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Assume that I have the following code:

while(!Thread.currentThread().isInterrupted()){  
    //do something   
    Thread.sleep(5000);  
}

Now Thread.sleep throws `InterruptedException so it should be like this:

while(!Thread.currentThread().isInterrupted()){  
   //do something   
   try{  
     Thread.sleep(5000);    
   } catch(InterruptedException e){  

   }
}

If I hit the catch will the while loop continue or do I need to do Thread.currentThread().interrupt()? If I do call this method, won't that also cause an InterruptedException? Otherwise how I got the exception in the first place?

Also if I have:

while (!Thread.currentThread().isInterrupted()){  
   //do something   
   callMethod();  
}  

private void callMethod(){  
   //do something  
   try {  
     Thread.sleep(5000);    
   } catch(InterruptedException e){  

   }
}

again will my while loop break?

share|improve this question
    
See here: stackoverflow.com/questions/9901649/… –  Mr Spoon Feb 19 '13 at 9:23
    
And here: stackoverflow.com/questions/1024651/… –  Mr Spoon Feb 19 '13 at 9:25
    
You should read the Law of the sabotaged doorbell. –  OldCurmudgeon Feb 19 '13 at 9:32

2 Answers 2

up vote 0 down vote accepted

Actually your question is more about try - catch - finally than about multithreading.

1) If sleep throws an Exception, the catch block will execute and then the while loop continues.

2) You do the exact same thing as in 1)

To leave the while loop, do:

try{  
   while(!Thread.currentThread.isInterrupted){  
       //do something   
       Thread.sleep(5000);    
   }  
}
catch(InterruptedException e){  

}

In that case, if an Exception is thrown, the while loop is left and the catch block is executed.

share|improve this answer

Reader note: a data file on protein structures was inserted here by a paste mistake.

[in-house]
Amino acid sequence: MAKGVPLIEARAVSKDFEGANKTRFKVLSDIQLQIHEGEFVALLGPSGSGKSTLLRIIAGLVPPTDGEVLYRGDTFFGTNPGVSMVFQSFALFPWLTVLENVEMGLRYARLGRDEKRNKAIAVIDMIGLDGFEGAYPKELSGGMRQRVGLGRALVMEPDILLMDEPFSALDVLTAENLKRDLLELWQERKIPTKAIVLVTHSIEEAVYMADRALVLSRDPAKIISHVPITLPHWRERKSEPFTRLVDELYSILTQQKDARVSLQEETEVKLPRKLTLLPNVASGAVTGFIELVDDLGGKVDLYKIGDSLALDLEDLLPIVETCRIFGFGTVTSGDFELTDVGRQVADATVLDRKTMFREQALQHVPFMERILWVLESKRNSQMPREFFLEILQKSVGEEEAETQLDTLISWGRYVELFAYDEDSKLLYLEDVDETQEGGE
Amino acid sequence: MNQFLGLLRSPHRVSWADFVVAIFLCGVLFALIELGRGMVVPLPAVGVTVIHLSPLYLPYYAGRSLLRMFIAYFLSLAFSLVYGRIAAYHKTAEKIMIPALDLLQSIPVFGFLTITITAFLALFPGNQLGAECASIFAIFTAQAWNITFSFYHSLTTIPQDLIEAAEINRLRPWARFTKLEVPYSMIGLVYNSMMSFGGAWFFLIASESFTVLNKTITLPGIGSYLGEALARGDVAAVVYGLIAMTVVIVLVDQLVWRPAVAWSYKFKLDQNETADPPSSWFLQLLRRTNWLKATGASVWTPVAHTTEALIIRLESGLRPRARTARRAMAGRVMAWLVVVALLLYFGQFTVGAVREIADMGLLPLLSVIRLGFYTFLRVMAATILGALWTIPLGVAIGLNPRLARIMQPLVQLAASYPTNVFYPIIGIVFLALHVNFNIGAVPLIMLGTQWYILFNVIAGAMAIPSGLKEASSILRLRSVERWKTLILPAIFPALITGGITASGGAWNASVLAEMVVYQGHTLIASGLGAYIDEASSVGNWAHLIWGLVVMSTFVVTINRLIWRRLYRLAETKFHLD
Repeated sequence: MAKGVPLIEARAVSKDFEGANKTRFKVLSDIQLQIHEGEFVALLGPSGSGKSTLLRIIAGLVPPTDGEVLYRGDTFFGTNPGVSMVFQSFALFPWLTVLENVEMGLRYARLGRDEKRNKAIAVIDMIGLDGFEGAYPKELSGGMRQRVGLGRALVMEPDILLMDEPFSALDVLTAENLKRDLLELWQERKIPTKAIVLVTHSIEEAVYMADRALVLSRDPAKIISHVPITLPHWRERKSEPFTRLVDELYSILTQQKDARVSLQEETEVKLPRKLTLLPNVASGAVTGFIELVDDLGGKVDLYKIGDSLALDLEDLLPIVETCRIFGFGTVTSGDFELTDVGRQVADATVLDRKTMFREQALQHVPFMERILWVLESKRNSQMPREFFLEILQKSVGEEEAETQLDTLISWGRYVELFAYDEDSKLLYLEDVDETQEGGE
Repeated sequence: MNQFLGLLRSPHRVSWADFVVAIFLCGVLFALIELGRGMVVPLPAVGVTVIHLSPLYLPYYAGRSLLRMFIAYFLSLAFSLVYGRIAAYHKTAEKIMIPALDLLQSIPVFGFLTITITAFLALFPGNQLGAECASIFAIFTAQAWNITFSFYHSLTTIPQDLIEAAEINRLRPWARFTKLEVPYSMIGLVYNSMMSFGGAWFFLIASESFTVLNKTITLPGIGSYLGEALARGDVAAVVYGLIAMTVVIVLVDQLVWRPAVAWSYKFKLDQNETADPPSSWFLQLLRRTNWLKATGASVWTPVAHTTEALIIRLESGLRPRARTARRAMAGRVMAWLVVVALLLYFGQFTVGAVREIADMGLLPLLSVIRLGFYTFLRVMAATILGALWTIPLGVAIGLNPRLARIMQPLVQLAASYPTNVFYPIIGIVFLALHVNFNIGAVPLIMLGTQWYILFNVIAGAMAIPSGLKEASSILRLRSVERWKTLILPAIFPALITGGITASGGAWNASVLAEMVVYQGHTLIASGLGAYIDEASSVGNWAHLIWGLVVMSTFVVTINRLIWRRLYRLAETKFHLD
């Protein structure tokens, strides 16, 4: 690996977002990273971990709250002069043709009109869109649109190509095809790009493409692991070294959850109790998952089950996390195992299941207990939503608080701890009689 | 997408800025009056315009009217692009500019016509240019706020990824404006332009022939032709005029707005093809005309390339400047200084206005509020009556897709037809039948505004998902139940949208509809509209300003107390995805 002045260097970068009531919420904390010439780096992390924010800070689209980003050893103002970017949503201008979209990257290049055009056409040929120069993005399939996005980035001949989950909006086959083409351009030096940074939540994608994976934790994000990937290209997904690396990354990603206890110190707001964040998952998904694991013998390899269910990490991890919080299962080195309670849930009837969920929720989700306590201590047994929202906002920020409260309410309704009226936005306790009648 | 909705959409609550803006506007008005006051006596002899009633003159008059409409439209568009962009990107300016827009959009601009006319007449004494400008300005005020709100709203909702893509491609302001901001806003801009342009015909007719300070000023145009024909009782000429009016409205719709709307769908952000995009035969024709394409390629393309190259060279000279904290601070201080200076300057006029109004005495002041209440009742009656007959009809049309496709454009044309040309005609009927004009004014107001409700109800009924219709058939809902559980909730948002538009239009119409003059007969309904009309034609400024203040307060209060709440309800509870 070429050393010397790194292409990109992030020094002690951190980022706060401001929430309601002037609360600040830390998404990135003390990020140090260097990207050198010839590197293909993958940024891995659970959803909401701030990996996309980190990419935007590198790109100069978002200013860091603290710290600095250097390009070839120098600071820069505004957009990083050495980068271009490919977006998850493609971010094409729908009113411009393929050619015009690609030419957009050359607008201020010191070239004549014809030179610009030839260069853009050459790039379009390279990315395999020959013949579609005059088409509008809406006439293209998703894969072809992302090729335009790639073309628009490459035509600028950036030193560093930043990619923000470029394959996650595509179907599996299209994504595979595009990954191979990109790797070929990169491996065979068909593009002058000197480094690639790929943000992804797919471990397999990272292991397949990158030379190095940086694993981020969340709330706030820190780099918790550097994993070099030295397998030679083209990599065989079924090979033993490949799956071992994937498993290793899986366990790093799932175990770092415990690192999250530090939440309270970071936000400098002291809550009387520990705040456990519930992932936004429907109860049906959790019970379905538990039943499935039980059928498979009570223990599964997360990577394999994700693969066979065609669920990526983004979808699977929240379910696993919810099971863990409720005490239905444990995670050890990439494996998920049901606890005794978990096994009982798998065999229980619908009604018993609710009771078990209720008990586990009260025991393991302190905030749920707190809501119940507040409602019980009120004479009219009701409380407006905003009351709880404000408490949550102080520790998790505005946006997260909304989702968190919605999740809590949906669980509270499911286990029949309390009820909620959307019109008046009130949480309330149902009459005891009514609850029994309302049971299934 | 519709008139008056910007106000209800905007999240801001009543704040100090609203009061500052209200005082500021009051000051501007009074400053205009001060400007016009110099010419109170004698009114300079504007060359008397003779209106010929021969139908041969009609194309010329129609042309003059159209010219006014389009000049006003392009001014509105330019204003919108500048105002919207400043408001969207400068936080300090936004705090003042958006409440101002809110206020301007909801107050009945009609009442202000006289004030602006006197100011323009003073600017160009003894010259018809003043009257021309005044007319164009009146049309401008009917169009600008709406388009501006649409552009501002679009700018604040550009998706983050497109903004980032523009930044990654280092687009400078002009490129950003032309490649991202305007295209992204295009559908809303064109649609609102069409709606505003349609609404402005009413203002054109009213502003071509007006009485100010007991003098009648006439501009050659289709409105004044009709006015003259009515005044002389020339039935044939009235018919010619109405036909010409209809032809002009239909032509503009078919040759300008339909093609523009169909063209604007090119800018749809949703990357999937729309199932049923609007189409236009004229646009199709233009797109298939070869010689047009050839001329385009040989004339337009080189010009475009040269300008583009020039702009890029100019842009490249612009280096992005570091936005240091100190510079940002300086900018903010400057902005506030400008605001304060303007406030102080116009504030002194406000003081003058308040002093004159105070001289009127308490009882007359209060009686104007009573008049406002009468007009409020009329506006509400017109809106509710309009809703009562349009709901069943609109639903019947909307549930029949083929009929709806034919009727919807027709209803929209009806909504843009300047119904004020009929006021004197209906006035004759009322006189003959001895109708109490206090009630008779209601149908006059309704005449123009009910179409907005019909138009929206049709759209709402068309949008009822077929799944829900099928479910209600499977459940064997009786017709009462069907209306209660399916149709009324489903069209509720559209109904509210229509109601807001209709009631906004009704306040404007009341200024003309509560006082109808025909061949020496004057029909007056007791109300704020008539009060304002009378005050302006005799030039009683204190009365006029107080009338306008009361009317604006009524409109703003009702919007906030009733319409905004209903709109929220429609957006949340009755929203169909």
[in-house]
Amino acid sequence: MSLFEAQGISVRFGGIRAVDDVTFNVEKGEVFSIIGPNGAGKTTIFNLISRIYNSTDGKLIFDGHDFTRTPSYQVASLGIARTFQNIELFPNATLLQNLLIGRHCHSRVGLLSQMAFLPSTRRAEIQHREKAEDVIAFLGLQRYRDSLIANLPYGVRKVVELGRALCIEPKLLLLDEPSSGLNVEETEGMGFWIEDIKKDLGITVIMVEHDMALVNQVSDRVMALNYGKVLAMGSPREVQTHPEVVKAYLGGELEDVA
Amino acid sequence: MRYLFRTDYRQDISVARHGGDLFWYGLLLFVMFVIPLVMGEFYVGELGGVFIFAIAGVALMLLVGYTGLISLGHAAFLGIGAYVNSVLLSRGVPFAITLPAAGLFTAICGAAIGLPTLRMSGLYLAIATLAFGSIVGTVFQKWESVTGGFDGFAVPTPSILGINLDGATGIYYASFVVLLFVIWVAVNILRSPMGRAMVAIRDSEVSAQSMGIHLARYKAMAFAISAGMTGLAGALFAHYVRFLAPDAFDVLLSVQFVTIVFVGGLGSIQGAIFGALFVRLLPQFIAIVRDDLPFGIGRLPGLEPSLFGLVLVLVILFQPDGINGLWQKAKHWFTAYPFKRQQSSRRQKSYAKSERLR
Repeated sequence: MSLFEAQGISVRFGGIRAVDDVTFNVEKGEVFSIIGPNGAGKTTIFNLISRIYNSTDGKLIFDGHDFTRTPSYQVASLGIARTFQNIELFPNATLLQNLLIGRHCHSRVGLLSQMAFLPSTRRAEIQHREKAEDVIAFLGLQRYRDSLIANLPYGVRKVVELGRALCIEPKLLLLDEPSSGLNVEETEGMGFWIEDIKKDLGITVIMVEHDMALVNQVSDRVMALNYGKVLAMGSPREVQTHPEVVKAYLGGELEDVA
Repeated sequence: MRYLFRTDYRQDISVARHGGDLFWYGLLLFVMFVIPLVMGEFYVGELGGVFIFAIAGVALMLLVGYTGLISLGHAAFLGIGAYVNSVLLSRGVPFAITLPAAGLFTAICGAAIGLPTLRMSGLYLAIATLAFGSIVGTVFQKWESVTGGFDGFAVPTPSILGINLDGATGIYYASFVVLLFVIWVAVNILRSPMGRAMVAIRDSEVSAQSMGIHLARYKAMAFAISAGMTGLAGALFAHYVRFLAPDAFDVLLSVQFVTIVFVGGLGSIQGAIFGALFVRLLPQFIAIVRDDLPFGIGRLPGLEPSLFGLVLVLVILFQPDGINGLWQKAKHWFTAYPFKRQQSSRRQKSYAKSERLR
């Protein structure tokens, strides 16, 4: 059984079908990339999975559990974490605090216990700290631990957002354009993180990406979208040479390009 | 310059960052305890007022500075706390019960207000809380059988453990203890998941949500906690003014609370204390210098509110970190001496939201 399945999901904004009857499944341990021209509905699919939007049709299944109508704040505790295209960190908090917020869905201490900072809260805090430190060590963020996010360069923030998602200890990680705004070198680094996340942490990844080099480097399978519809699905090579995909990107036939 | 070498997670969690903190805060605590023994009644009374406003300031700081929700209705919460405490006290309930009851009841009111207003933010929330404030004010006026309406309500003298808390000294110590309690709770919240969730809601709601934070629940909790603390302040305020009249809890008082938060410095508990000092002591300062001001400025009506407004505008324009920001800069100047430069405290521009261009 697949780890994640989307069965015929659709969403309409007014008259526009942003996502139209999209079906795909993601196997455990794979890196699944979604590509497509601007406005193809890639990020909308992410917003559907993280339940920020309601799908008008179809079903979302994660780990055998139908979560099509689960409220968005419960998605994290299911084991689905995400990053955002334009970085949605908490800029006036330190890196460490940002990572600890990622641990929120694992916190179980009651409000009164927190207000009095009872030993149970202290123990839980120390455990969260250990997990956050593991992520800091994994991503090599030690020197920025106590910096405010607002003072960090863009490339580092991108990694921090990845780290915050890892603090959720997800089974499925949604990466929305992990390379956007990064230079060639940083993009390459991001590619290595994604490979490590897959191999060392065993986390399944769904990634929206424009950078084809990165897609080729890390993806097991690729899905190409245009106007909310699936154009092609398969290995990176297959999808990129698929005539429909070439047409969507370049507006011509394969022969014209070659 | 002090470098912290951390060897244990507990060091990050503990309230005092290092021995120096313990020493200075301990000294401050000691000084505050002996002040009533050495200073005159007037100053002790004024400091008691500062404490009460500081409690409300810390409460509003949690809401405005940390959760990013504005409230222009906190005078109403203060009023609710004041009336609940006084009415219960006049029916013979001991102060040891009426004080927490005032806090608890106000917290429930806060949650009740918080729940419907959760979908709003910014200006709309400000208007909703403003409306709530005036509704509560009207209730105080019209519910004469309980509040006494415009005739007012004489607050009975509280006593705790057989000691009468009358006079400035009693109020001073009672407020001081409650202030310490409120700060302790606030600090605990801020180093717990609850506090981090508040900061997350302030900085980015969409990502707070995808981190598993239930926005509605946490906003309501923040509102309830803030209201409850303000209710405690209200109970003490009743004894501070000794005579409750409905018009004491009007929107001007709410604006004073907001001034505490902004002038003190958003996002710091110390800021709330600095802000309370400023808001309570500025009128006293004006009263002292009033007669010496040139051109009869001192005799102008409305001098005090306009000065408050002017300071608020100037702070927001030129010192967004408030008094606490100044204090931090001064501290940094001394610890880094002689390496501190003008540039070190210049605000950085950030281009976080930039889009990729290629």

+1: however I prefer to catch Exceptions inside the loop and then break or continue explicitly. –  BigMike Feb 19 '13 at 9:08
    
@BigMike Yes, that approach is completely in line with the Java maxim "More code means better code". –  Marko Topolnik Feb 19 '13 at 9:20
    
@MarkoTopolnik it's just that I don't want to use a catch block to control my program flow, if I need to exit from a loop, I want to be the one stating that with an explicit break, and that justfor the sake of who'll inherit my code tomorrow... –  BigMike Feb 19 '13 at 9:24
1  
@BigMike In other words, you'd prefer a language that doesn't have the exceptions mechanism. Exceptions control the flow whether you like it or not; you just make them control the flow in a way that involves more code. –  Marko Topolnik Feb 19 '13 at 9:26
    
@MarkoTopolnik maybe you're right, I guess as usual it depends on personal taste and scenarios. Btw, I honestly hate java, still in love with good old C ;) –  BigMike Feb 19 '13 at 9:30

Thread.sleep() will clear the "interrupted status" before throwing InterruptedException. You need to call Thread.currentThread().interrupt() in the catch block, otherwise the while condition will most likely not succeed, because the thread will always be "not interrupted" when callMethod returns.

The exception is not caused by the interrupt() method, but by sleep() blocking on a thread that has been signaled as "interrupted". This is explained in more detail here. See also this answer.

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